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Industrial action - CS051913
Case summary May 2019 | Partly Justified
A student was in the final year of a BSc programme at the time of the industrial action. In March 2018 they raised concerns about the impact of the action on their assessments and the availability of their tutors, and on their mental health. After successfully graduating, the student instructed solicitors. In a Letter before Action the solicitors said the student was dissatisfied with the University’s response to their concerns and that the University had breached its contract with the student.
The University said that no breach of contract had occurred because to minimise the effects of the industrial action on the student it had:
- given deadline extensions for the affected modules
- extended the time available for students to get feedback on assessments
- made staff available on non-strike days for individual and/or small group discussions
- provided additional material online, including lecture and seminar material, and short quizzes so that students could test their own knowledge
- put assessment details and guides online before teaching began
- initiated student discussions on an online discussion board in place of facilitated group learning in seminars.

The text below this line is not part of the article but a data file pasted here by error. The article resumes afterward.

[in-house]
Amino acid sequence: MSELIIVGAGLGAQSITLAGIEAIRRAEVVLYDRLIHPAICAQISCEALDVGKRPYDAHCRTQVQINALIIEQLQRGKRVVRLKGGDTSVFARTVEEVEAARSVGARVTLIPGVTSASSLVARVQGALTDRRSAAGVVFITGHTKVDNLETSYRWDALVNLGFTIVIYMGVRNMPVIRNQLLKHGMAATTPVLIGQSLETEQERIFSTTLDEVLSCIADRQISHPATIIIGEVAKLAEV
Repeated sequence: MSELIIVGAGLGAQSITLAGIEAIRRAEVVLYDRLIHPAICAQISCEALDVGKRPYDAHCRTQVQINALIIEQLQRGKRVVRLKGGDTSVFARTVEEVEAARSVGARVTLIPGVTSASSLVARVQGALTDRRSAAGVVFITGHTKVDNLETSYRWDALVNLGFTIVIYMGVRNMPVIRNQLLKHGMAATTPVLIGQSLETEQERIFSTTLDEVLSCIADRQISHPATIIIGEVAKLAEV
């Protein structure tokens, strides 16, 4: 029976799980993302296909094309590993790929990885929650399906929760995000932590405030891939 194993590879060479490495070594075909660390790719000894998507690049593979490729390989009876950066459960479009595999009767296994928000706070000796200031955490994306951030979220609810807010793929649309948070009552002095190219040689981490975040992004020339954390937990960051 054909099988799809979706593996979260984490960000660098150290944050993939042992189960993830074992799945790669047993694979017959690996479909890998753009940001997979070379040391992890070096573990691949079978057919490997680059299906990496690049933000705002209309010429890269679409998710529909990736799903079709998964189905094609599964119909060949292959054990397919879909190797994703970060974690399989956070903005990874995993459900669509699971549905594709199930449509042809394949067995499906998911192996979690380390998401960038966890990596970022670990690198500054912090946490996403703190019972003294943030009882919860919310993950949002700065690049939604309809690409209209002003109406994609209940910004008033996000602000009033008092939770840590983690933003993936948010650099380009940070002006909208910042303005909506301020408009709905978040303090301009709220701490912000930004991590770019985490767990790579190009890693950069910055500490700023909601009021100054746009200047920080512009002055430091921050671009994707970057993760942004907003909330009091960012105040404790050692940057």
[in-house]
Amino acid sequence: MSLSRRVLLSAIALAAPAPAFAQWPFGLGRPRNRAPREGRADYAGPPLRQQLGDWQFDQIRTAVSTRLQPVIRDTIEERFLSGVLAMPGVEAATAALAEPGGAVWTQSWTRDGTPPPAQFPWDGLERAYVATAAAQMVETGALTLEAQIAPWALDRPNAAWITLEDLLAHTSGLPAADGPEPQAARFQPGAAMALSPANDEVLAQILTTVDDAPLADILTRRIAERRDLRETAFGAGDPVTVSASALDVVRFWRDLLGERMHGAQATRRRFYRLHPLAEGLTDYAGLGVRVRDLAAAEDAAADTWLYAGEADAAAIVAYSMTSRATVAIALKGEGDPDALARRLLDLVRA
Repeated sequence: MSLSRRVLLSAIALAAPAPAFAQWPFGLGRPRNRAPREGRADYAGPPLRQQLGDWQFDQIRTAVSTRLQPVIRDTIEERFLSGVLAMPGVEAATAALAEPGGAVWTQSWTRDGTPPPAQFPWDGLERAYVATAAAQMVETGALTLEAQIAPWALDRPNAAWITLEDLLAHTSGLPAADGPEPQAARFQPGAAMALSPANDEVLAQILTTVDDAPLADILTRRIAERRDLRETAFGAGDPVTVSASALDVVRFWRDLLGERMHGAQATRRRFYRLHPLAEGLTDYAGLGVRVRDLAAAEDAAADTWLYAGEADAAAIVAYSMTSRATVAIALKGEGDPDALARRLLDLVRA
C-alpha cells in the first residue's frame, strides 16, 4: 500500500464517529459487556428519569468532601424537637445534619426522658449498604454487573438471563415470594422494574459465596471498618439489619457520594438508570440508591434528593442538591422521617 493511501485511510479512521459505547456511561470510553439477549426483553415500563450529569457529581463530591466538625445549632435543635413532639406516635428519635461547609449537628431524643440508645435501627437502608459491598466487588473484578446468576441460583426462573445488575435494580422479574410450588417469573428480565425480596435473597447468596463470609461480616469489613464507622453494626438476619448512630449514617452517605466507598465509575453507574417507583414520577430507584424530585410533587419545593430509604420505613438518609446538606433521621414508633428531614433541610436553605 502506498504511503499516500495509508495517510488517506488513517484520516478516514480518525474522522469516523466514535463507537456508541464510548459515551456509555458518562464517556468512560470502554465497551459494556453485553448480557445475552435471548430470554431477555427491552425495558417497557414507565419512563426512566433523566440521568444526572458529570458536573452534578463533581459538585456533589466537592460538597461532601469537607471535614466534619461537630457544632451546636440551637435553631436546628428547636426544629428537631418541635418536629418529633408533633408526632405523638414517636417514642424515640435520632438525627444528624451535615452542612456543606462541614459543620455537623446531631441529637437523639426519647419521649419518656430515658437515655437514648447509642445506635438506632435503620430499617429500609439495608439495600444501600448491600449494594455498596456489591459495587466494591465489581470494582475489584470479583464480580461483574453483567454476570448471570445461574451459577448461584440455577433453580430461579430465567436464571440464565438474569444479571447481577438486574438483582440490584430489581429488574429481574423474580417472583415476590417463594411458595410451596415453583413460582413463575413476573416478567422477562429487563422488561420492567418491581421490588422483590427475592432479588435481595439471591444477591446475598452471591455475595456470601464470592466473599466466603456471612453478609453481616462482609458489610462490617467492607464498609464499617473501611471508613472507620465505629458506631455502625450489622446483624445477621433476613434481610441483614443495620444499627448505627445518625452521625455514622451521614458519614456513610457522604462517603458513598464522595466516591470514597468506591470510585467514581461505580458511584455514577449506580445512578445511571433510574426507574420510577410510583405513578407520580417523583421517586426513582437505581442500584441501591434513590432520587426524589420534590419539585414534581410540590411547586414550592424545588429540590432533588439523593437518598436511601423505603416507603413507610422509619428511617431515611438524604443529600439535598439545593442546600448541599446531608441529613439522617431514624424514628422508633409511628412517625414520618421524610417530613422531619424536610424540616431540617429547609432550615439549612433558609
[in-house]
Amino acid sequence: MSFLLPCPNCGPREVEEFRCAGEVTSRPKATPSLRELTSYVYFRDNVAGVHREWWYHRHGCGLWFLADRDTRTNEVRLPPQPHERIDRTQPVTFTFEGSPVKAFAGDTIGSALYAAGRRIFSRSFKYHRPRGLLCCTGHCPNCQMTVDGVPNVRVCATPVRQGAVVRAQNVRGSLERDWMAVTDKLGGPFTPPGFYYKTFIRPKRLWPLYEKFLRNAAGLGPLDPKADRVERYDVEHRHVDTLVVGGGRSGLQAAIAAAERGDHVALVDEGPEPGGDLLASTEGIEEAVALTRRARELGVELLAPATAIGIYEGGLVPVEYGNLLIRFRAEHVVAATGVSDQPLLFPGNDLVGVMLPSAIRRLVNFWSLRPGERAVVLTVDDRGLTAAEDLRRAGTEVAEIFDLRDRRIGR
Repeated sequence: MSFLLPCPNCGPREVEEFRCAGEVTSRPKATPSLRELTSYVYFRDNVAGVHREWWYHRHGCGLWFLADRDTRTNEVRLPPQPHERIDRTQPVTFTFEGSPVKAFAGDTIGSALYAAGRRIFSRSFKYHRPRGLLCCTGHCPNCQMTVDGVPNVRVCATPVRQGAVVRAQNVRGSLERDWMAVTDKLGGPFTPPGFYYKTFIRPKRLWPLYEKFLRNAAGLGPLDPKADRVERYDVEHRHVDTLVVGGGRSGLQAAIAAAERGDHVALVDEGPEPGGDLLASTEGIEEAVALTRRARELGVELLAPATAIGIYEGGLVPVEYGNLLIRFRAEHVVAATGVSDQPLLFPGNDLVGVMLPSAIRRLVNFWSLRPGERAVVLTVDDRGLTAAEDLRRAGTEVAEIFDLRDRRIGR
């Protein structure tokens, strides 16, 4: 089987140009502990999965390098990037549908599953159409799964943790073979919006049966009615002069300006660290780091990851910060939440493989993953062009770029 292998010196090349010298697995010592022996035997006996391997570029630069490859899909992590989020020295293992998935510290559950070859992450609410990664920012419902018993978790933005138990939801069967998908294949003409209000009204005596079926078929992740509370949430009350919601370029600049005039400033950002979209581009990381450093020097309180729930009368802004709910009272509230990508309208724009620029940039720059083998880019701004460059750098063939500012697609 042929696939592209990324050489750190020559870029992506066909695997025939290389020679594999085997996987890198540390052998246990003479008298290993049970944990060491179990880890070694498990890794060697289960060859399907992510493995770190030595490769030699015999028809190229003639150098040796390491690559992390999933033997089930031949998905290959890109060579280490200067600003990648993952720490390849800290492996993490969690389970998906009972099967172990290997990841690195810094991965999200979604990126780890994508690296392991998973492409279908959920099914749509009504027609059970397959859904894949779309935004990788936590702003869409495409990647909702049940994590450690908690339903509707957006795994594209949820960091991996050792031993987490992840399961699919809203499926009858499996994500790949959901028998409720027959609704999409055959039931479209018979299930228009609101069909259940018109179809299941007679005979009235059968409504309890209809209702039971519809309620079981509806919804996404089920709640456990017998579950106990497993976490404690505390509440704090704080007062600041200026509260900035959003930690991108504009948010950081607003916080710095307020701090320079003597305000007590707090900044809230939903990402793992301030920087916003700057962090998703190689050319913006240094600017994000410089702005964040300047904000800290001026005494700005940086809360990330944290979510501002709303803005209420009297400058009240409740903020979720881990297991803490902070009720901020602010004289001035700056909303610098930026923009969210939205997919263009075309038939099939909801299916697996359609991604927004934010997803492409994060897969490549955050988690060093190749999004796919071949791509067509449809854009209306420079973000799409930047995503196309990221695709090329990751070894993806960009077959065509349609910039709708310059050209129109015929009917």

The University said it had no record of the student making a formal complaint.
The student complained to us.
We decided there were exceptional reasons to review the complaint even though the student had not completed the provider’s internal process and didn’t have a Completion of Procedures Letter (OIA Rule 7.3). In deciding the complaint was eligible, we noted:
- the University had still been able to consider and respond to the issues of complaint
- the student had raised their concerns as soon as they were aware of the impact of the industrial action on their studies and disability
- staff didn’t direct the student to the complaints procedures in March 2018.
We decided the complaint was Partly Justified.
We decided that the University had taken appropriate steps to minimise the impact of the industrial action on the student’s academic outcomes and learning opportunities.
But the University had not recognised the individual effect of the industrial action on the student, and had not considered whether it would be reasonable to take further action or to provide additional support because of the student’s individual circumstances. In particular, the University hadn’t thought about giving the student a deadline extension for their other modules so that the deadlines were spaced out; the student had explained at the time that grouping deadlines together was increasing their anxiety.
We recommended that the University should offer the student £500 in compensation for the distress and inconvenience caused by these shortcomings.